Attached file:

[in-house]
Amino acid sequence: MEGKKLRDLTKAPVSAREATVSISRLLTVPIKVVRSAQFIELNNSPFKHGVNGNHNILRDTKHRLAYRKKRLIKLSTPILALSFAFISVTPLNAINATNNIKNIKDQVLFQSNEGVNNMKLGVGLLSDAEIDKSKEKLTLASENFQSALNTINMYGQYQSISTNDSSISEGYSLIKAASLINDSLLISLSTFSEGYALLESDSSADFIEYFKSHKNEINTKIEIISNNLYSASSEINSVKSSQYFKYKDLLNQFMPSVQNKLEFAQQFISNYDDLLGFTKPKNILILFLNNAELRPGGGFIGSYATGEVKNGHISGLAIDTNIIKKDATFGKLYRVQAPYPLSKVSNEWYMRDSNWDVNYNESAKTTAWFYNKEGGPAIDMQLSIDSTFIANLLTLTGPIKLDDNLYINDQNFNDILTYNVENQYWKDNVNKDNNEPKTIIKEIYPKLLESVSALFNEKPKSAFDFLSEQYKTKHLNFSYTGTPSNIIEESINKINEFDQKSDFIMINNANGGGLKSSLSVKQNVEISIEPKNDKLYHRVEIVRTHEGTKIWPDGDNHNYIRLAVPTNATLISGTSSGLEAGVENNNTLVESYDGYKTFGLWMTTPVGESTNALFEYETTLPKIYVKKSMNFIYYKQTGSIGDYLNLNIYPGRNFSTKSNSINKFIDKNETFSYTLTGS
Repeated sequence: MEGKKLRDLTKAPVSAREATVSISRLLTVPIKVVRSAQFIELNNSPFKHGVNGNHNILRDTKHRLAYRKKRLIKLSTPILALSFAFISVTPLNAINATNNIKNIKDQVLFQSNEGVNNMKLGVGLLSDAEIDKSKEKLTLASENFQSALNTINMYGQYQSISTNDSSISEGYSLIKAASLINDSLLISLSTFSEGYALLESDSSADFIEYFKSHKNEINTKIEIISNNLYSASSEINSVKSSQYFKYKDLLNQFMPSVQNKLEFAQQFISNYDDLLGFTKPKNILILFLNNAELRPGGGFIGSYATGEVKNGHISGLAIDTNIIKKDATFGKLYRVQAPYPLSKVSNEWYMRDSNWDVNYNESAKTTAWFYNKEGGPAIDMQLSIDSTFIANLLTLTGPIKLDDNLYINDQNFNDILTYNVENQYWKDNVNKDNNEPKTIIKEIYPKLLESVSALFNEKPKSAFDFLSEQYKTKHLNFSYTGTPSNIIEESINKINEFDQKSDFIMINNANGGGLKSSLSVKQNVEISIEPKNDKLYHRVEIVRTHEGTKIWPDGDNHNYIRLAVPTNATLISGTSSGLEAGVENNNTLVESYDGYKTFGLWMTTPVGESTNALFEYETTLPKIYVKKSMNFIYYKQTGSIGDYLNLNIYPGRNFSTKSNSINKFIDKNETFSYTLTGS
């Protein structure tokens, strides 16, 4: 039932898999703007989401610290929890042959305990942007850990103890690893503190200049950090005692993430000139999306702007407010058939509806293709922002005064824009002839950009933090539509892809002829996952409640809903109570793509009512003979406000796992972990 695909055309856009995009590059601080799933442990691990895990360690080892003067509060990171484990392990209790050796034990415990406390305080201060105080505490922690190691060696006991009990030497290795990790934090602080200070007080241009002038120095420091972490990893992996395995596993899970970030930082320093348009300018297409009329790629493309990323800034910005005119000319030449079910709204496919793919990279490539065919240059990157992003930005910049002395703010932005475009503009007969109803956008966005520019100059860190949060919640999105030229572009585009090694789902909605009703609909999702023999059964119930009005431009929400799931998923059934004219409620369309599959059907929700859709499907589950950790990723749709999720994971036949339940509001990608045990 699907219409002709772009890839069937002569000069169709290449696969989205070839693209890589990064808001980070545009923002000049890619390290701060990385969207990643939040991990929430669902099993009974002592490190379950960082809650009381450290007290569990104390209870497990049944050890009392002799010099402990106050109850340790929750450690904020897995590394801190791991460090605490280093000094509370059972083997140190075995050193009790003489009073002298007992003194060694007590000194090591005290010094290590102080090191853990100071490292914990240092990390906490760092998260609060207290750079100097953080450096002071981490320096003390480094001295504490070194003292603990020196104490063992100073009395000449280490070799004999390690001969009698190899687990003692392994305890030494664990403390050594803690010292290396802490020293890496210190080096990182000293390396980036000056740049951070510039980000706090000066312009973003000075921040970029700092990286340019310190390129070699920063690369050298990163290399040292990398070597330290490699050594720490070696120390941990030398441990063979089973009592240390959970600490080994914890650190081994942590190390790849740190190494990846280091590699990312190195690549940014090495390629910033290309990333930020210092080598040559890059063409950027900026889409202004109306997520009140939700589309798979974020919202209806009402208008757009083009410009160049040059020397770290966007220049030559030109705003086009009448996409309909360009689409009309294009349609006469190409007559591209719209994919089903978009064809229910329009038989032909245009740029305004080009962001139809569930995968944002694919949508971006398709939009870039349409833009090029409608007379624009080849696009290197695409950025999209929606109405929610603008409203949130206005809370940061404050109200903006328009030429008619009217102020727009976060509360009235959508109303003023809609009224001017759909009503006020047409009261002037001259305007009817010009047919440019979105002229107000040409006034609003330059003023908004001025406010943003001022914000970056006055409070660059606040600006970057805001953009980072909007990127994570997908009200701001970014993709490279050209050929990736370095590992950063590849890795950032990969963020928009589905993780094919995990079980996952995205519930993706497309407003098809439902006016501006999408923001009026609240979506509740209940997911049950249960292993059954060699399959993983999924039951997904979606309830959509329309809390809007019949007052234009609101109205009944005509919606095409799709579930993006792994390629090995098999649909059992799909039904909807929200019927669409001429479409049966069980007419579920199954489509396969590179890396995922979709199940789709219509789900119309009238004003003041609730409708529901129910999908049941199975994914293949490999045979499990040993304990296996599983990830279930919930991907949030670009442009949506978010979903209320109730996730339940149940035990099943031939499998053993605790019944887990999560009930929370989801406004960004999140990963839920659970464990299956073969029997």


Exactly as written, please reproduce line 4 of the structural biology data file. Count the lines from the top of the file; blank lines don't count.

């Protein structure tokens, strides 16, 4: 039932898999703007989401610290929890042959305990942007850990103890690893503190200049950090005692993430000139999306702007407010058939509806293709922002005064824009002839950009933090539509892809002829996952409640809903109570793509009512003979406000796992972990 695909055309856009995009590059601080799933442990691990895990360690080892003067509060990171484990392990209790050796034990415990406390305080201060105080505490922690190691060696006991009990030497290795990790934090602080200070007080241009002038120095420091972490990893992996395995596993899970970030930082320093348009300018297409009329790629493309990323800034910005005119000319030449079910709204496919793919990279490539065919240059990157992003930005910049002395703010932005475009503009007969109803956008966005520019100059860190949060919640999105030229572009585009090694789902909605009703609909999702023999059964119930009005431009929400799931998923059934004219409620369309599959059907929700859709499907589950950790990723749709999720994971036949339940509001990608045990 699907219409002709772009890839069937002569000069169709290449696969989205070839693209890589990064808001980070545009923002000049890619390290701060990385969207990643939040991990929430669902099993009974002592490190379950960082809650009381450290007290569990104390209870497990049944050890009392002799010099402990106050109850340790929750450690904020897995590394801190791991460090605490280093000094509370059972083997140190075995050193009790003489009073002298007992003194060694007590000194090591005290010094290590102080090191853990100071490292914990240092990390906490760092998260609060207290750079100097953080450096002071981490320096003390480094001295504490070194003292603990020196104490063992100073009395000449280490070799004999390690001969009698190899687990003692392994305890030494664990403390050594803690010292290396802490020293890496210190080096990182000293390396980036000056740049951070510039980000706090000066312009973003000075921040970029700092990286340019310190390129070699920063690369050298990163290399040292990398070597330290490699050594720490070696120390941990030398441990063979089973009592240390959970600490080994914890650190081994942590190390790849740190190494990846280091590699990312190195690549940014090495390629910033290309990333930020210092080598040559890059063409950027900026889409202004109306997520009140939700589309798979974020919202209806009402208008757009083009410009160049040059020397770290966007220049030559030109705003086009009448996409309909360009689409009309294009349609006469190409007559591209719209994919089903978009064809229910329009038989032909245009740029305004080009962001139809569930995968944002694919949508971006398709939009870039349409833009090029409608007379624009080849696009290197695409950025999209929606109405929610603008409203949130206005809370940061404050109200903006328009030429008619009217102020727009976060509360009235959508109303003023809609009224001017759909009503006020047409009261002037001259305007009817010009047919440019979105002229107000040409006034609003330059003023908004001025406010943003001022914000970056006055409070660059606040600006970057805001953009980072909007990127994570997908009200701001970014993709490279050209050929990736370095590992950063590849890795950032990969963020928009589905993780094919995990079980996952995205519930993706497309407003098809439902006016501006999408923001009026609240979506509740209940997911049950249960292993059954060699399959993983999924039951997904979606309830959509329309809390809007019949007052234009609101109205009944005509919606095409799709579930993006792994390629090995098999649909059992799909039904909807929200019927669409001429479409049966069980007419579920199954489509396969590179890396995922979709199940789709219509789900119309009238004003003041609730409708529901129910999908049941199975994914293949490999045979499990040993304990296996599983990830279930919930991907949030670009442009949506978010979903209320109730996730339940149940035990099943031939499998053993605790019944887990999560009930929370989801406004960004999140990963839920659970464990299956073969029997």